San Francisco Public Works, working together with the Duboce Triangle Neighborhood Association and District 8 Supervisor Rafael Mandelman’s office, is excited this winter to bring to fruition the Noe Street bulb-out restoration project – and plant 30 trees, enhancing an already lush neighborhood garden milieu. The product: safer sidewalks and a more robust urban forest.
Our urban forestry inspectors, landscaping crews and cement masons have been delighted to work closely with area residents to plant more young street trees in Duboce Triangle – including Coast Live Oak, Hollyleaf cherry, Sweetshade, and the native California Buckeye to name a few – and complete the tree basin restoration and sidewalk safety project in February.
Public Works cement masons set out last fall redesigning brick bulb-outs and replacing uplifted sidewalks around giant Evergreen Ash that had outgrown their tree basins along Noe Street, between Market and 14th streets. The effort complemented Public Works’ recent greening and sidewalk safety improvements at Elgin Park, along 16th Street and along Upper Market.
Under the leadership of newly appointed Public Works Director Carla Short; Bureau of Urban Forestry, acting Superintendent Nicholas Crawford, and Assistant Superintendent Marianna Williams, Public Works collaborated with residents who advocated for restoring historic brick sidewalk “parklet” accents, sourcing replacement masonry from Treasure Island where it had been stored after removals from other neighborhood projects.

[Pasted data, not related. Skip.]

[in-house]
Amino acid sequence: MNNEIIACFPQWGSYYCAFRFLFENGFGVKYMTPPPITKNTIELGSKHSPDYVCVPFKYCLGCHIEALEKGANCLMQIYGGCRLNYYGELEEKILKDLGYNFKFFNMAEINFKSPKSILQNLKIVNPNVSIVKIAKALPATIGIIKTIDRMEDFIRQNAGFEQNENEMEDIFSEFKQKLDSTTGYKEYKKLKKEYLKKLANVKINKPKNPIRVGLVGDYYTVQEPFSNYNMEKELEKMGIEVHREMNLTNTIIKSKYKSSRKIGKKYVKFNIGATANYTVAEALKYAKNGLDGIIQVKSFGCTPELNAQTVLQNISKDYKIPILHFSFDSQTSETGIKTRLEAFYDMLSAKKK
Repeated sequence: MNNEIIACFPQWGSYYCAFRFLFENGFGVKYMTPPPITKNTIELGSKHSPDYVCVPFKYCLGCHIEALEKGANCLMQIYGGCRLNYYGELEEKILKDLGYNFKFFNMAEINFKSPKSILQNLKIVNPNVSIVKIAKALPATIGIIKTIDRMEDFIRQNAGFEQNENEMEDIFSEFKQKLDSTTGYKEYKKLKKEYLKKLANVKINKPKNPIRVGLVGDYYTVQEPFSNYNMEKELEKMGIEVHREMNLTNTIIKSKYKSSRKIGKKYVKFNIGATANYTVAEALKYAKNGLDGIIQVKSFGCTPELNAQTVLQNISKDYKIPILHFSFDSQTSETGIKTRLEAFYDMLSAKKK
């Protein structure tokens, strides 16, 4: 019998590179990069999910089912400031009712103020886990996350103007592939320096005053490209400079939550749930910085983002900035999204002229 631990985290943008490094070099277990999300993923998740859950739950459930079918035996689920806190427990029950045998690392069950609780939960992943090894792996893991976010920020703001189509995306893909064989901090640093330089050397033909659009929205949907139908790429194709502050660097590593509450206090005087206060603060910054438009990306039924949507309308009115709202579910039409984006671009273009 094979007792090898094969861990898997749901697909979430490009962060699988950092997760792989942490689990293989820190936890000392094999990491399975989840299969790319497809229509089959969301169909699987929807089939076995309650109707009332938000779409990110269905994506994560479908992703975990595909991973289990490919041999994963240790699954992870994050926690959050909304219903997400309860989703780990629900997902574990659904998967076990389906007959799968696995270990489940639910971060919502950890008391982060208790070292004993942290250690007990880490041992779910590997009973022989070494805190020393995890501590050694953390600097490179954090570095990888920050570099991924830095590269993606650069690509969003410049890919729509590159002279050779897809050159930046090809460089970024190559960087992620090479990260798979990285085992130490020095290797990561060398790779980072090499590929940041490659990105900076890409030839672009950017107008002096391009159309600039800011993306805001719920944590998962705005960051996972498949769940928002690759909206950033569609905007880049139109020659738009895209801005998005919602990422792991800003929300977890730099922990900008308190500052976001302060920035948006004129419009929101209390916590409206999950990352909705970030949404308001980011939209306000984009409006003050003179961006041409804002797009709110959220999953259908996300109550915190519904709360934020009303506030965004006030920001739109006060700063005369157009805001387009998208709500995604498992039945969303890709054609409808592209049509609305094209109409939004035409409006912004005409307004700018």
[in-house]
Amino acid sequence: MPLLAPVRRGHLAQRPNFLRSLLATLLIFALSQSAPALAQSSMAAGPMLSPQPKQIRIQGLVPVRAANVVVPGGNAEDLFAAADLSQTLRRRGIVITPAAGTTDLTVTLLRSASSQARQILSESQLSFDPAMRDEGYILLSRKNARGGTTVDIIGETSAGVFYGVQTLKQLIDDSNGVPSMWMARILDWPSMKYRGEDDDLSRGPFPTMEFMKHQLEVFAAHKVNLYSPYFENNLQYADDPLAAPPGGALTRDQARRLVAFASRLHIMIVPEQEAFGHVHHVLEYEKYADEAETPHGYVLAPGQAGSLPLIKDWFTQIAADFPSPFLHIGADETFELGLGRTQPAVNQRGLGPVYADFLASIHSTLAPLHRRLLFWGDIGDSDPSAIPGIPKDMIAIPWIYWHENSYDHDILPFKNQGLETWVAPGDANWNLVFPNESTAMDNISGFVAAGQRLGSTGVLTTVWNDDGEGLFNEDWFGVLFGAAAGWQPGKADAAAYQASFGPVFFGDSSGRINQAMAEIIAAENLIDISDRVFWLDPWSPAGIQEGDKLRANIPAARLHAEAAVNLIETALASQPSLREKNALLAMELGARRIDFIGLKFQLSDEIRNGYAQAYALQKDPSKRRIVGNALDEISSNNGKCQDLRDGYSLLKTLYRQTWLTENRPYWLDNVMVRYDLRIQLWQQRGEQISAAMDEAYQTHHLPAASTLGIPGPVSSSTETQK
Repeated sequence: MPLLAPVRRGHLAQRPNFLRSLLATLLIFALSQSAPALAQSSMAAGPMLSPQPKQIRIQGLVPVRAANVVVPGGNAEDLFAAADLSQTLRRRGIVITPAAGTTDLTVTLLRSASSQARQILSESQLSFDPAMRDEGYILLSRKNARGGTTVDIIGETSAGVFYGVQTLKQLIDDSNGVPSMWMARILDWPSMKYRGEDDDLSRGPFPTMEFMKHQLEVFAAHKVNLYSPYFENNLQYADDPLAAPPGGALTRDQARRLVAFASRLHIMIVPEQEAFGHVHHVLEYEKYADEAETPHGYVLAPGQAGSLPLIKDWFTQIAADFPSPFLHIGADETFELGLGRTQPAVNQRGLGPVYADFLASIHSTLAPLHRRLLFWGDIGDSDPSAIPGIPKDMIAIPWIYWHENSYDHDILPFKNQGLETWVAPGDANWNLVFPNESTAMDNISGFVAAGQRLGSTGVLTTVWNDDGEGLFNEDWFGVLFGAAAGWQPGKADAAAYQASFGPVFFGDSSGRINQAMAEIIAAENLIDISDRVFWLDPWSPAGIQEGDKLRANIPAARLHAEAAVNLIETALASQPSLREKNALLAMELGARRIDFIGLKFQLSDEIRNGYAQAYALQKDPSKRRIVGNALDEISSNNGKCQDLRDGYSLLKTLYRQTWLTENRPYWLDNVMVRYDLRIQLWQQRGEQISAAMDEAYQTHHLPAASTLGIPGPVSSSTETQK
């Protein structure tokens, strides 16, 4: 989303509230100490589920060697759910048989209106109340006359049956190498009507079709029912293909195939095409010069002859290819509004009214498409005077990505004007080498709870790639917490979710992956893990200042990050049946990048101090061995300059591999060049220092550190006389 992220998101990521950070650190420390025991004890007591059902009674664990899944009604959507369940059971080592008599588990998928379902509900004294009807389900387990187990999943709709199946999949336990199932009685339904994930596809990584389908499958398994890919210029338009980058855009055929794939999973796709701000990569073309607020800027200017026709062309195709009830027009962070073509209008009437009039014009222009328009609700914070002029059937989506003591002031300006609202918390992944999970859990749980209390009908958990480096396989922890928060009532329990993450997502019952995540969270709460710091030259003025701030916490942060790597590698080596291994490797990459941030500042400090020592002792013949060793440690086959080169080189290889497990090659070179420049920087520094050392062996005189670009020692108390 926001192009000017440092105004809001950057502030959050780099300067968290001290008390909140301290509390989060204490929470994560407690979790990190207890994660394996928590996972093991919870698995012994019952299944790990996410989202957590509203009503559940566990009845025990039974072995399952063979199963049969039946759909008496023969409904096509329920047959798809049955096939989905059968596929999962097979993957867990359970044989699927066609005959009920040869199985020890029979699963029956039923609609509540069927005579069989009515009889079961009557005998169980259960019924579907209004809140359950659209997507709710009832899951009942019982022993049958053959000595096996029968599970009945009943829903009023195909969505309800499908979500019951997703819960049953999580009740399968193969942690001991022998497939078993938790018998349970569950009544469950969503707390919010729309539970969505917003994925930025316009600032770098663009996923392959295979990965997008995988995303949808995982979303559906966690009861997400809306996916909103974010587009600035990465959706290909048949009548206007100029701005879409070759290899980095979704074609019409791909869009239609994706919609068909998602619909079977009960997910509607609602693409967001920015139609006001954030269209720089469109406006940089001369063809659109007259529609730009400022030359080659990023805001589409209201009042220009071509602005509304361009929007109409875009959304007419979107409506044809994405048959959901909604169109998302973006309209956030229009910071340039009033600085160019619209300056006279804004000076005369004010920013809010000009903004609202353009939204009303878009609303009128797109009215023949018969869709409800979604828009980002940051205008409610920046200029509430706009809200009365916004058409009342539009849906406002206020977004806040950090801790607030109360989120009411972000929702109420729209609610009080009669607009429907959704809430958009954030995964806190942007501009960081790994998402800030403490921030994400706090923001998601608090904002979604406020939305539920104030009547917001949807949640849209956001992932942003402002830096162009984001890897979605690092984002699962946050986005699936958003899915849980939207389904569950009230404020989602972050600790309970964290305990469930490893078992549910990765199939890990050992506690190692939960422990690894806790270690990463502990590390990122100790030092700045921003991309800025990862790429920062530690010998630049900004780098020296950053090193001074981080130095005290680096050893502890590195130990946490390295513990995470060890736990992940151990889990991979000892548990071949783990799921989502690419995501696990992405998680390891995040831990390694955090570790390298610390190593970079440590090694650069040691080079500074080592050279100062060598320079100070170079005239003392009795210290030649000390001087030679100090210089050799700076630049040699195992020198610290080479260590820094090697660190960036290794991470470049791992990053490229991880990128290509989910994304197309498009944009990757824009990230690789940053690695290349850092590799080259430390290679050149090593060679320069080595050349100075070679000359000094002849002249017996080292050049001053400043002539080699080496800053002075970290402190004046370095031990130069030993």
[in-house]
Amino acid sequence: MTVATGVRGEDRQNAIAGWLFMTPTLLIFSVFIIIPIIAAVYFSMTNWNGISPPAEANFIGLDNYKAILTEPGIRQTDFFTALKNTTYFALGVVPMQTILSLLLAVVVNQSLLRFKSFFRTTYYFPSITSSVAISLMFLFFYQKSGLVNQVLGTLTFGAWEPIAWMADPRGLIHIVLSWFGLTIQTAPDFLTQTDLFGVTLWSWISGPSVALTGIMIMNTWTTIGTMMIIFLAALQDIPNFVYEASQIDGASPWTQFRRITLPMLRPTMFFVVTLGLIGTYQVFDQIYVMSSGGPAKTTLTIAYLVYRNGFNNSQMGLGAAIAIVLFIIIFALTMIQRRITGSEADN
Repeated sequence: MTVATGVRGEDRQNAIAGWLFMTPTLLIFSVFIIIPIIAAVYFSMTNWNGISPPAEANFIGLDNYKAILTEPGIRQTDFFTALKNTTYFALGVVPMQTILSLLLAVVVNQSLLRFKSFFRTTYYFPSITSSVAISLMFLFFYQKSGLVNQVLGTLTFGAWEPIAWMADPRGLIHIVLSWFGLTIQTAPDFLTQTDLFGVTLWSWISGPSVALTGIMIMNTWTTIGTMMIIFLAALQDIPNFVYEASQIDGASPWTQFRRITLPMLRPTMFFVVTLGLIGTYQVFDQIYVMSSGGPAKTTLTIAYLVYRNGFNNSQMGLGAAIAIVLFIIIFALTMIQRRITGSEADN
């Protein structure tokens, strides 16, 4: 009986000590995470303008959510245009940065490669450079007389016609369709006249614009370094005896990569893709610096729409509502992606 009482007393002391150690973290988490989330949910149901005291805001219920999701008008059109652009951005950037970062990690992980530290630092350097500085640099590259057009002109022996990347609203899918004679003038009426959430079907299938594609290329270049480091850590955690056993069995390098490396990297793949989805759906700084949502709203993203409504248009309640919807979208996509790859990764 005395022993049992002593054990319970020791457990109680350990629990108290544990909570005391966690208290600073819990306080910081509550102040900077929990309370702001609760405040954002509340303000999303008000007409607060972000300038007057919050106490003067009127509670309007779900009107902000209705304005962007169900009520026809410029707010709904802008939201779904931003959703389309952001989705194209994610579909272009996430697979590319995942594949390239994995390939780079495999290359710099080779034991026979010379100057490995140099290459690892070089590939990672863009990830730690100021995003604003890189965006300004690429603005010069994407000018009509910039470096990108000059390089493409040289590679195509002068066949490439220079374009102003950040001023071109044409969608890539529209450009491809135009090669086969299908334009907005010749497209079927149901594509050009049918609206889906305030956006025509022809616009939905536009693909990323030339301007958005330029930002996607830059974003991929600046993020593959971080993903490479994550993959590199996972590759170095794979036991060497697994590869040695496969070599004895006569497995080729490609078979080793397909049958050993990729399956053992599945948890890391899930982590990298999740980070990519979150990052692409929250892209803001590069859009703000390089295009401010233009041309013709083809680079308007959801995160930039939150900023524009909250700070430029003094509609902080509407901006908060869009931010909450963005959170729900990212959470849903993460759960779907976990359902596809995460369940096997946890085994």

“It’s spectacular and long overdue,” said Crawford, who also worked closely with residents to develop a volunteer young tree watering program. He extoled the joint effort as an example of Public Works successfully partnering with neighbors to maximize the City’s limited planting resources.
While other neighborhoods like the Tenderloin, the South of Market, and Bayview-Hunters Point have much smaller tree canopies and need new tree plantings, the Duboce Triangle neighborhood experienced tree removals of dead and hazardous trees through the StreetTreeSF maintenance program which created a need for replacement trees. None of this would have been possible without the support of Supervisor Mandelman and the residents of District 8 who continue to support StreetTreeSF’s mission to maintain and protect San Francisco’s urban forest – and Public Works’ broader greening and cleaning efforts.
Public Works looks forward to seeing you all on Feb. 10 for the next Love Our City Neighborhood Beautification Day, when volunteers will join Bureau of Urban Forestry landscape crews and Public Works’ Community Engagement Bureau as we plant new trees, remove weeds, litter and graffiti, and spruce up sidewalk gardens throughout District 8. The kickoff will begin at 8:30 a.m. at James Lick Middle School, 4161-25th St. To volunteer, please visit the Love Our City registration page at https://www.mobilize.us/sanfrancisco/event/563840/.